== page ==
# Calculating charge transferred between metal spheres

1. Apr 11, 2012

### adaviel

Suppose I have two metal spheres, radius 1 metre and 1 cm.
I charge the small one to 100V.
The self-capacitance of the sphere is 4µϵR, so the charge Q = CV = 4µϵ coulombs
Then I touch the two spheres together. I assume charge flows between them so that the voltage equalizes. As charge builds on the surface of the large sphere, electrostatic forces increase which prevent further charge from being transferred. Charge is conserved, I know the capacitance of both, so I get a final voltage of 0.99V and a charge of 0.99*4µϵ coulombs on the large sphere and 0.0099*4µϵ coulombs on the small one (to 2 places).
If I move them apart, that's what they will have. I think.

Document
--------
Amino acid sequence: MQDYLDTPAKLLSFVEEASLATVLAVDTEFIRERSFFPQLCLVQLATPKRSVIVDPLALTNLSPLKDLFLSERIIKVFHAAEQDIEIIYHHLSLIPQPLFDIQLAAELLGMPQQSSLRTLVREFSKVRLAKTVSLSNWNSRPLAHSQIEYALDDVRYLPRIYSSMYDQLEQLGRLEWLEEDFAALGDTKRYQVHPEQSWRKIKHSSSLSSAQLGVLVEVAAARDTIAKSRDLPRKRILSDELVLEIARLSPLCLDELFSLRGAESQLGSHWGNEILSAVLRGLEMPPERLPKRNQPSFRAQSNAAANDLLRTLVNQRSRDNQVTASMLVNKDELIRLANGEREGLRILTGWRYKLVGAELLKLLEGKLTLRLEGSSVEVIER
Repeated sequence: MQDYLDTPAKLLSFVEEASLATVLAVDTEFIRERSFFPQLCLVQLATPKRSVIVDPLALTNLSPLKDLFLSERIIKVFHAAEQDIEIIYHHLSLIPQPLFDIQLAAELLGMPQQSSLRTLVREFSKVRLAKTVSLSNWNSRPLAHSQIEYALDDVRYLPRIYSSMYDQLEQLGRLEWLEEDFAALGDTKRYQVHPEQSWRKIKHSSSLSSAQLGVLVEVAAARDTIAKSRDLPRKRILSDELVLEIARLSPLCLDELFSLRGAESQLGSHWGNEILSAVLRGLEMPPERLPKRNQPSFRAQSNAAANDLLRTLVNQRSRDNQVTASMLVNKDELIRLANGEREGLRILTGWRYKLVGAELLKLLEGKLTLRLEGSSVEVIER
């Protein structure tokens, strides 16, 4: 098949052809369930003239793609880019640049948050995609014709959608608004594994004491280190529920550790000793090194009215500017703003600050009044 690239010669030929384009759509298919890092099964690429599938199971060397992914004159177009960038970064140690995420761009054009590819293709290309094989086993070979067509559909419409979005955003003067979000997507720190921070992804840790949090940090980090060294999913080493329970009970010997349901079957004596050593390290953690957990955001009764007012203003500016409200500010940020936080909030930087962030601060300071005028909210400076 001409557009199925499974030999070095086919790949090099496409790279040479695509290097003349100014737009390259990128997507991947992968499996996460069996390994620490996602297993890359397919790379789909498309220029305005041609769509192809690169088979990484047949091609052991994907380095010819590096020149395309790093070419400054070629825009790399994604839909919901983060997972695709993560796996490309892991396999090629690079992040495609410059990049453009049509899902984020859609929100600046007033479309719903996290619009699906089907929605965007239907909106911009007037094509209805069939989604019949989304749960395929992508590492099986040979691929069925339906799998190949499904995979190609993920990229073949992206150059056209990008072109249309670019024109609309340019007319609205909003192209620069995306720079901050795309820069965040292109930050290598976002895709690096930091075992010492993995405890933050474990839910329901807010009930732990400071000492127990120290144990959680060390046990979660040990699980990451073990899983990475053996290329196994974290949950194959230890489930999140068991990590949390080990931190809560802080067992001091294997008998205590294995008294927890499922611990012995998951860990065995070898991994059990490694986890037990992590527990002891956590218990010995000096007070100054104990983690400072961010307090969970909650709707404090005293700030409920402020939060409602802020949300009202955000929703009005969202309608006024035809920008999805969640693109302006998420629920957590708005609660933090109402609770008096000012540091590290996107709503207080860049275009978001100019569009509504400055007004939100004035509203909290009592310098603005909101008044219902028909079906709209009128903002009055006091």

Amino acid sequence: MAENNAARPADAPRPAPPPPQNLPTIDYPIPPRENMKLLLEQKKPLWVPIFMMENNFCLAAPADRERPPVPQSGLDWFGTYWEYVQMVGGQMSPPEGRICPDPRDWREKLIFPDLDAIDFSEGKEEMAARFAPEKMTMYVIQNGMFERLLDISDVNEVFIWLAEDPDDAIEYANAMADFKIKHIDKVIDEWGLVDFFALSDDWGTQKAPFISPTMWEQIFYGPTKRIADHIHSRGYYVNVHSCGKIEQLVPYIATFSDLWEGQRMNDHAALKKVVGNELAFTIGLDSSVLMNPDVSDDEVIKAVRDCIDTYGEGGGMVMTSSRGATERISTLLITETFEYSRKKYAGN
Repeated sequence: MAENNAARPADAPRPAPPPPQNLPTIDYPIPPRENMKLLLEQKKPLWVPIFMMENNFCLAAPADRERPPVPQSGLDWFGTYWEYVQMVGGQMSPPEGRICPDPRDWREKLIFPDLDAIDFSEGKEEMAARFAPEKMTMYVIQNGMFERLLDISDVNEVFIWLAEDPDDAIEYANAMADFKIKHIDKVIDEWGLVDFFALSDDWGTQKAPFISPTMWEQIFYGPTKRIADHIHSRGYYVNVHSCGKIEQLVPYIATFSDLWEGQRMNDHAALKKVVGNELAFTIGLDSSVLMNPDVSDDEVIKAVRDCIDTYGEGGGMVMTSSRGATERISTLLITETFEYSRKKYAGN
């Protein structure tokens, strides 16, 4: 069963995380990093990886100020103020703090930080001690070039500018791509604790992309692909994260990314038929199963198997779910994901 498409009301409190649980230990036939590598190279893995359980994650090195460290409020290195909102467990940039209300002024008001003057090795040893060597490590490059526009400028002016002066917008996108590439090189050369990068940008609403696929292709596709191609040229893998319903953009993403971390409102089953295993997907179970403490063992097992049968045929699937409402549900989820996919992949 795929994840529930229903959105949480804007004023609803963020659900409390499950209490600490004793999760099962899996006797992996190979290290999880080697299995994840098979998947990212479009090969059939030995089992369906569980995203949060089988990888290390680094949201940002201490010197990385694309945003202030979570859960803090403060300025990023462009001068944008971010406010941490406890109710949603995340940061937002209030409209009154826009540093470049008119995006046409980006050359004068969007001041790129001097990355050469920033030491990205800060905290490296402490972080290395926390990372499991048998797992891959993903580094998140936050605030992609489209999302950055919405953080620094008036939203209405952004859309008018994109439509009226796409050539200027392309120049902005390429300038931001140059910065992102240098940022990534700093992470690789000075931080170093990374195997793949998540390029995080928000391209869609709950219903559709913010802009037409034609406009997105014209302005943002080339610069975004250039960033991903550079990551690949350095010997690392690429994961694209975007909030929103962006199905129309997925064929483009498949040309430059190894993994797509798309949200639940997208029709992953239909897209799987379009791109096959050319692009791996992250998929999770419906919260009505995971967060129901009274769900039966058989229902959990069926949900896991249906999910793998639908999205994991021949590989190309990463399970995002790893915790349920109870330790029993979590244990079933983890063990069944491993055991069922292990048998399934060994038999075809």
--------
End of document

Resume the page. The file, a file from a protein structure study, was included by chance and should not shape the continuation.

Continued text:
If instead I drill a 3cm hole in the large sphere, and lower the small one through so it touches the inside of the large sphere, the charge on the small one discharges to the large one. There is no charge on the inside of the large sphere, because it immediately migrates to the outside, and there is no electrostatic field on the inside to prevent more charge being transferred. Does the small sphere lose all its charge ? That would imply that when I remove it the two spheres have different voltages, which doesn't make sense as they were shorted together. What am I getting wrong here ?

(this is not actually homework - the numbers are arbitrary for the purposes of illustration)

2. Apr 11, 2012

### sambristol

Charge is conserved, voltage is not. The reason voltage (electrical potential energy) is not conserved is mechanical energy is exchanged in separating the spheres

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